Warren County 'net zero' schools

Warren County 'net zero' schools

Five years of operation and ‘zero’ to show for it

Warren County Schools lead the way in energy efficient buildings
Kentucky School Advocate
July/August 2015 
 
By Jennifer Wohlleb
Staff Writer
 
It’s easy to be dazzled by Richardsville Elementary’s array of solar panels, its compact but attractive building footprint and the homey but “green” finishes, all of which contribute to its status as the nation’s first net-zero energy public school.
 
But the secret to the Warren County school’s success is the people who have occupied it since it opened five years ago and who make it their personal mission to be as energy efficient as possible while using it.
 
“One of my favorite stories was right after the school first opened, everything was monitored very closely and our energy use all of a sudden went up and we couldn’t figure out why, because our school is so efficient,” said Principal Jan Casada, who joined the school shortly after it opened. “Well, they tracked it down to our ice cream freezer in the cafeteria. We sell ice cream only on Fridays and it is a great treat. When they realized that was using so much energy (as students opened and closed it), the cafeteria manager unloaded it every night and they unplugged it. Those are things that you don’t think about. And because the building is so efficient, those little things show up.”
 
Richardsville has been operating at 18.2 kBtus (a measure of energy) per square foot since it opened. In 2014, the national average for school buildings was 73 kBtus and in Kentucky it was 60.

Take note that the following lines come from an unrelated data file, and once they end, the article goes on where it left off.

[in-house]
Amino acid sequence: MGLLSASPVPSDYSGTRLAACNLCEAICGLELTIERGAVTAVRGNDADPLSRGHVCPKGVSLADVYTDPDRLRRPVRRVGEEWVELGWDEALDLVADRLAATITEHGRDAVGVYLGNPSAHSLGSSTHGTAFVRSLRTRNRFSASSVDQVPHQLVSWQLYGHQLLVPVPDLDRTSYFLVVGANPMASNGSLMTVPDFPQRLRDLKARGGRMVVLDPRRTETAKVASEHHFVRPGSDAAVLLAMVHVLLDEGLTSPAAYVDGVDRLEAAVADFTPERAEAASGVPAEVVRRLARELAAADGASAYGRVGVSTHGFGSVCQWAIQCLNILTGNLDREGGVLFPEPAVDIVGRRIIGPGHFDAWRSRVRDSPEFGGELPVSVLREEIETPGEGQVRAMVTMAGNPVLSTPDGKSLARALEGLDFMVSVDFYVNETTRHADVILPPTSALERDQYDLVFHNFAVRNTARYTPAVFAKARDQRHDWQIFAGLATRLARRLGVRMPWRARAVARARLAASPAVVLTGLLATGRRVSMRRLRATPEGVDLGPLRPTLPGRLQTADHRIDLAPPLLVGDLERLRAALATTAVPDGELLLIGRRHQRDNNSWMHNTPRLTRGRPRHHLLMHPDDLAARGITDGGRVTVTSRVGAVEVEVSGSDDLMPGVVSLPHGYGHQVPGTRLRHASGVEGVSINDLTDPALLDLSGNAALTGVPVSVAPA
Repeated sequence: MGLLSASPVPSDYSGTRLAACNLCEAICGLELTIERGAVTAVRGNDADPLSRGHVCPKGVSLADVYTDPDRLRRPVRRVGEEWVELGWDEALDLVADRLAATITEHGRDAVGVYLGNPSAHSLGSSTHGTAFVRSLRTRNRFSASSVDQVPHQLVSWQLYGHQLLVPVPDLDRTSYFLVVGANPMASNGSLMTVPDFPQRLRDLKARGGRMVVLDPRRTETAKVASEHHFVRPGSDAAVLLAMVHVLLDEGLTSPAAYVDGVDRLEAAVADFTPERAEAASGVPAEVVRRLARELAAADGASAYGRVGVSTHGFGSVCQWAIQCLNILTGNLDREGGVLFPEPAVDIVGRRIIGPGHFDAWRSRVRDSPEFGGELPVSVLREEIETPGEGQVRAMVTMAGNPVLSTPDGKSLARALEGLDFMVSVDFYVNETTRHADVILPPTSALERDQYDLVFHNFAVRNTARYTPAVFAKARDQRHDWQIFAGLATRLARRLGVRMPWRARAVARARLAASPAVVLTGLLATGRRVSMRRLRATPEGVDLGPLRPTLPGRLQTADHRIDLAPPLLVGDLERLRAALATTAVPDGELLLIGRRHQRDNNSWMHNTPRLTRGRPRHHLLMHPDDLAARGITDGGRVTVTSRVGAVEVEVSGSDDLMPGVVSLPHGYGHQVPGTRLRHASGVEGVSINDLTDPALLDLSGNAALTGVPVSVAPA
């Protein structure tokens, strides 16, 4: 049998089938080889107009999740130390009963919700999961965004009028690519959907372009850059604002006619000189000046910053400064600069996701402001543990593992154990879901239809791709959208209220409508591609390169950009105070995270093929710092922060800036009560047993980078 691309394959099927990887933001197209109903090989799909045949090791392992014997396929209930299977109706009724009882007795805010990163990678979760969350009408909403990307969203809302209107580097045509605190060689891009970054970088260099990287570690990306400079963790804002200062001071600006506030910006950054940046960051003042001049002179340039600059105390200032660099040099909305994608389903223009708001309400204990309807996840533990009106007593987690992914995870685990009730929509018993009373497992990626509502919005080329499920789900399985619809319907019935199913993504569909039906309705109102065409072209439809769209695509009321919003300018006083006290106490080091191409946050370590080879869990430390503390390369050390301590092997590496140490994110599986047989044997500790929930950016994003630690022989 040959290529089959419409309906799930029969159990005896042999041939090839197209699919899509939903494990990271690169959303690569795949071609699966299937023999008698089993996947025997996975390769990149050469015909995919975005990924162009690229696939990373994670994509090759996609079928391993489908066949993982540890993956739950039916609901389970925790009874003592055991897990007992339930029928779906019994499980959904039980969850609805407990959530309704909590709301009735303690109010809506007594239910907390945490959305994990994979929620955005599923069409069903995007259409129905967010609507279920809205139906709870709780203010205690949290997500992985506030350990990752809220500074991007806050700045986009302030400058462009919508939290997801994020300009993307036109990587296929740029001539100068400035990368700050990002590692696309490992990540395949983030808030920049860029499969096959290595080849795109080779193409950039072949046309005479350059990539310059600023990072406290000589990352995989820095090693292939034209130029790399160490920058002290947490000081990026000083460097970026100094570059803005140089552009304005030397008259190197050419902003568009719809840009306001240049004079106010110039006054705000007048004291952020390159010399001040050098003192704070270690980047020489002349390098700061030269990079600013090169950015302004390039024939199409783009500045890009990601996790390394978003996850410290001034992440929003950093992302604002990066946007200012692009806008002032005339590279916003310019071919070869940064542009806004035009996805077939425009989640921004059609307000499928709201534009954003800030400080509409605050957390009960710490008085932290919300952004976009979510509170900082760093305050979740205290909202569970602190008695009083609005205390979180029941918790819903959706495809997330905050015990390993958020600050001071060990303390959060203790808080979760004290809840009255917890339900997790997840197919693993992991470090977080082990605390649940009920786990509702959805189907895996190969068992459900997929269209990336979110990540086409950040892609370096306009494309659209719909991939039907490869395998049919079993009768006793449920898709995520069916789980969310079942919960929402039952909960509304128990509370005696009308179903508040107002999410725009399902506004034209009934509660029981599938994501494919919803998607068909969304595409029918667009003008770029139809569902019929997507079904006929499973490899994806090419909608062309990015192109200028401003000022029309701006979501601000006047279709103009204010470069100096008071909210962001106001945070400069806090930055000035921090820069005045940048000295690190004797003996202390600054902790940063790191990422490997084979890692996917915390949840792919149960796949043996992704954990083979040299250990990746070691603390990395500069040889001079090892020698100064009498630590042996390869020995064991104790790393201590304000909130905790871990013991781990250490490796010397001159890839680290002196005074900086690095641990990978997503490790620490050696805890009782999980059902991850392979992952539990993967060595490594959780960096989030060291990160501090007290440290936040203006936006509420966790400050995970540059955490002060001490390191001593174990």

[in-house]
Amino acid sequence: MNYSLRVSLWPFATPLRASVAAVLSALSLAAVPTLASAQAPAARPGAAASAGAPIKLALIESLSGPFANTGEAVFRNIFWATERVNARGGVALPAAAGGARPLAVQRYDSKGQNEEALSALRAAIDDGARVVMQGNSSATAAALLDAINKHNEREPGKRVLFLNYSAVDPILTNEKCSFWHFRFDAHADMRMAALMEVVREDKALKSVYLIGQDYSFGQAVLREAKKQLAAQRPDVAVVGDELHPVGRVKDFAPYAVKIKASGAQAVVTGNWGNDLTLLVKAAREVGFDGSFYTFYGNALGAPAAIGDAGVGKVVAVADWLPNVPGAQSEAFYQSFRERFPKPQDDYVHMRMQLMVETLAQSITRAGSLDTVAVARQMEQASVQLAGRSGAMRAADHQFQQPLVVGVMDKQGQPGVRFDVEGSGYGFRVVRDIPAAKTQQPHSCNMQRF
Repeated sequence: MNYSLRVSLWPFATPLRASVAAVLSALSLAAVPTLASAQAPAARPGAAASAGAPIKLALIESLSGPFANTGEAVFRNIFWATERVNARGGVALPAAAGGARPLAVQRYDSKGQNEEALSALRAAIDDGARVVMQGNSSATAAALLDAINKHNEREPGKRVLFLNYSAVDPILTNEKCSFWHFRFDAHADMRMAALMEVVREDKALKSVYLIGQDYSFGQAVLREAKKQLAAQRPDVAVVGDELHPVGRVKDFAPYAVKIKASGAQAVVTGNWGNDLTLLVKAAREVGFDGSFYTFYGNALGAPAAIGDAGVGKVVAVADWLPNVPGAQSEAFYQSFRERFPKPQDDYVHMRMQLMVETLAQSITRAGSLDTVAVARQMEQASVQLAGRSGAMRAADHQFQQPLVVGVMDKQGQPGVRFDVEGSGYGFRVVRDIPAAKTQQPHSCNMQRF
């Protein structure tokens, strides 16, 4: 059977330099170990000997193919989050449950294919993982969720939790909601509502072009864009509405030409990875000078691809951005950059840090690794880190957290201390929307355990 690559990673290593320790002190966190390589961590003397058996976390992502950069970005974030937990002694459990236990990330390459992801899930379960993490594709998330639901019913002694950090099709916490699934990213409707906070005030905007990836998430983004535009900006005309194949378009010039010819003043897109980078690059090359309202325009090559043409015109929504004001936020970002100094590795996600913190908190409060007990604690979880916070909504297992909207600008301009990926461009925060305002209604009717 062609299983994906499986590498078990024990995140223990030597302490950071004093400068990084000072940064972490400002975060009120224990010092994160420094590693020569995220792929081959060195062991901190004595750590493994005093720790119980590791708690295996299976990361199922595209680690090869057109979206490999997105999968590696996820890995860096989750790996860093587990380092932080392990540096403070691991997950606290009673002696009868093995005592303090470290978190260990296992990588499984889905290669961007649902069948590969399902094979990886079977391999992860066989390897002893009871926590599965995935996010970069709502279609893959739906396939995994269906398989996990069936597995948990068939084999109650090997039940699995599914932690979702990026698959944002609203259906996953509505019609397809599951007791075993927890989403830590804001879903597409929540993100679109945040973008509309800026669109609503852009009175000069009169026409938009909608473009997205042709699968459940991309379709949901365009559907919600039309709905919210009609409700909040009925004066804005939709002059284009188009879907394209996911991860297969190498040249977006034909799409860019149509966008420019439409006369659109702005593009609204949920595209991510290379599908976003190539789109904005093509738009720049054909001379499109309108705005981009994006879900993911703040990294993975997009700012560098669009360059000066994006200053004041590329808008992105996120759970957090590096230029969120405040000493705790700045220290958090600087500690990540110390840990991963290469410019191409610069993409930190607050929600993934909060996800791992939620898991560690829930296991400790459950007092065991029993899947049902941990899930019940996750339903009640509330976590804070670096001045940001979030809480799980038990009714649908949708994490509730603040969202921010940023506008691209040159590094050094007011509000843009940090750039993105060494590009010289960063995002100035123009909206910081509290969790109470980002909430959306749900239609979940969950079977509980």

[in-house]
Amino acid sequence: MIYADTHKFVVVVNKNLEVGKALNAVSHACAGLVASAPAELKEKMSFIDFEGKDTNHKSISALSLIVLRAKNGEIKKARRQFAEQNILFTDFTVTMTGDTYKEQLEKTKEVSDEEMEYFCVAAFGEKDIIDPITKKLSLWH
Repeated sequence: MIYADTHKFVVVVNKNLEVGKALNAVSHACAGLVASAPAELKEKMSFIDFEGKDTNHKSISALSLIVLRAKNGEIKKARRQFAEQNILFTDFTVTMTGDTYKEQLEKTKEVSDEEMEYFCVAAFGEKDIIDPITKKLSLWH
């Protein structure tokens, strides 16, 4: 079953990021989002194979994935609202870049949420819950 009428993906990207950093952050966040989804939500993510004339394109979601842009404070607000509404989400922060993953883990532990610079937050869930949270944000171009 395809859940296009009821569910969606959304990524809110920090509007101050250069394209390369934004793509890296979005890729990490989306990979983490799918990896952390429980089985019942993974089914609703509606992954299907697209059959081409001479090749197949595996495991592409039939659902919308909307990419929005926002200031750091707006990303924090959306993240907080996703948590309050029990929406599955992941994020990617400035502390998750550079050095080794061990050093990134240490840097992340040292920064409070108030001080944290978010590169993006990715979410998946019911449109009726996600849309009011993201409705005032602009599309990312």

Sherman Carter Barnhart architect Kenny Stanfield, who designed the project, said the school has delivered on all its promises, especially with the support of the students and staff who “live and breathe energy efficiency.”
 
“A lot of time you start out in a new building and it’s all good news,” he said. “And then year two, the numbers start creeping up and it isn’t quite as efficient because of operations – it’s easier to leave the lights on than to turn them off. You’ve got to have someone in charge who is still carrying that torch. I can’t give enough credit to the folks in Warren County, from the school board, to (Energy Manager) Jay Wilson to the school, especially the principal and the kids and the teachers. They are the ones who are keeping it operating at that low range, so we have always produced more energy than we have consumed.”
 
Warren County school board Chairman Kerry Young said between the solar panels and Richardsville’s energy practices, he actually looks forward to the energy bills from TVA.
 
“The way it works now is, we get the energy bill and it says we used $5,000 or $6,200 worth of electricity, but it shows we produce $10,000 worth of electricity, because TVA is actually buying back the electricity that we are generating through the solar at a higher rate than what we actually need,” he said. “So every October they write us a check, and the last three or four Octobers, that check has been between $35,000-$37,000.”
 
Young said with an average annual savings of about $60,000 in electricity costs, plus the money from TVA, the district comes out ahead $90,000-$100,000 yearly.
 
“And if you take that savings times 10 (years), the million dollars you invested in your solar panels is now paid for, and your solar panels are guaranteed for 20-25 years,” he said. “So you now have the next 10 years to take that money you’re receiving to put back to replace your solar panels (in the future). And the next time you replace them, it might not cost you anything because when we first started the project, that price was about $8 a square foot. What’s happened is that solar is getting more prevalent and the price is coming down. By the time we bid that project, I think we bought them for like $5 a square foot. So what’s that price going to be 10-15 years from now?”
 
Other schools, other savings
The district has built two more elementary schools since Richardsville, Bristow and Jody Richards, which are both net-zero ready. They are operating at the same level as Richardsville, but they lack the solar panels. Stanfield said it doesn’t make sense financially to add the solar panels at this time because energy companies don’t have to buy the electricity the two schools generate.